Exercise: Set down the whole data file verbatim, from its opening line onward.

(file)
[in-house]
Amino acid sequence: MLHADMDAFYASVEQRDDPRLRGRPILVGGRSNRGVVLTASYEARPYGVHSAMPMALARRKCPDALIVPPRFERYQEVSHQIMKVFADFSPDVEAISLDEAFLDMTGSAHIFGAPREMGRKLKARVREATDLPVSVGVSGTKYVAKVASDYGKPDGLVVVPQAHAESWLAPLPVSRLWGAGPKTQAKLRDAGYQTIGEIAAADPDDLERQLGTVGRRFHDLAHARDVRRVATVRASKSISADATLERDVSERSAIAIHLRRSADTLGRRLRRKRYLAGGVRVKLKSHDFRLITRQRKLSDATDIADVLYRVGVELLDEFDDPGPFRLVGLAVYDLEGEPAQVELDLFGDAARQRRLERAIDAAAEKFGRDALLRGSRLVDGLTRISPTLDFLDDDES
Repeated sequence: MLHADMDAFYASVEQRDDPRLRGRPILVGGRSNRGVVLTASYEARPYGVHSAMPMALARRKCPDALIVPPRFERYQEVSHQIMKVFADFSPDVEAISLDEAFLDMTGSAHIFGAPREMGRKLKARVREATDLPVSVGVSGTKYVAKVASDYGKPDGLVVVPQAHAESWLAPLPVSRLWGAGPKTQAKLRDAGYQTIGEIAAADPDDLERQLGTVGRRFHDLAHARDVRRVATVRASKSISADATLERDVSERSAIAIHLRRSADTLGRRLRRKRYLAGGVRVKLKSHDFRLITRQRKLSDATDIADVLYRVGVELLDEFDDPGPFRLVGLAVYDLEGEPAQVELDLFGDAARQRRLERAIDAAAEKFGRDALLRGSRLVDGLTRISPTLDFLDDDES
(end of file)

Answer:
[in-house]
Amino acid sequence: MLHADMDAFYASVEQRDDPRLRGRPILVGGRSNRGVVLTASYEARPYGVHSAMPMALARRKCPDALIVPPRFERYQEVSHQIMKVFADFSPDVEAISLDEAFLDMTGSAHIFGAPREMGRKLKARVREATDLPVSVGVSGTKYVAKVASDYGKPDGLVVVPQAHAESWLAPLPVSRLWGAGPKTQAKLRDAGYQTIGEIAAADPDDLERQLGTVGRRFHDLAHARDVRRVATVRASKSISADATLERDVSERSAIAIHLRRSADTLGRRLRRKRYLAGGVRVKLKSHDFRLITRQRKLSDATDIADVLYRVGVELLDEFDDPGPFRLVGLAVYDLEGEPAQVELDLFGDAARQRRLERAIDAAAEKFGRDALLRGSRLVDGLTRISPTLDFLDDDES
Repeated sequence: MLHADMDAFYASVEQRDDPRLRGRPILVGGRSNRGVVLTASYEARPYGVHSAMPMALARRKCPDALIVPPRFERYQEVSHQIMKVFADFSPDVEAISLDEAFLDMTGSAHIFGAPREMGRKLKARVREATDLPVSVGVSGTKYVAKVASDYGKPDGLVVVPQAHAESWLAPLPVSRLWGAGPKTQAKLRDAGYQTIGEIAAADPDDLERQLGTVGRRFHDLAHARDVRRVATVRASKSISADATLERDVSERSAIAIHLRRSADTLGRRLRRKRYLAGGVRVKLKSHDFRLITRQRKLSDATDIADVLYRVGVELLDEFDDPGPFRLVGLAVYDLEGEPAQVELDLFGDAARQRRLERAIDAAAEKFGRDALLRGSRLVDGLTRISPTLDFLDDDES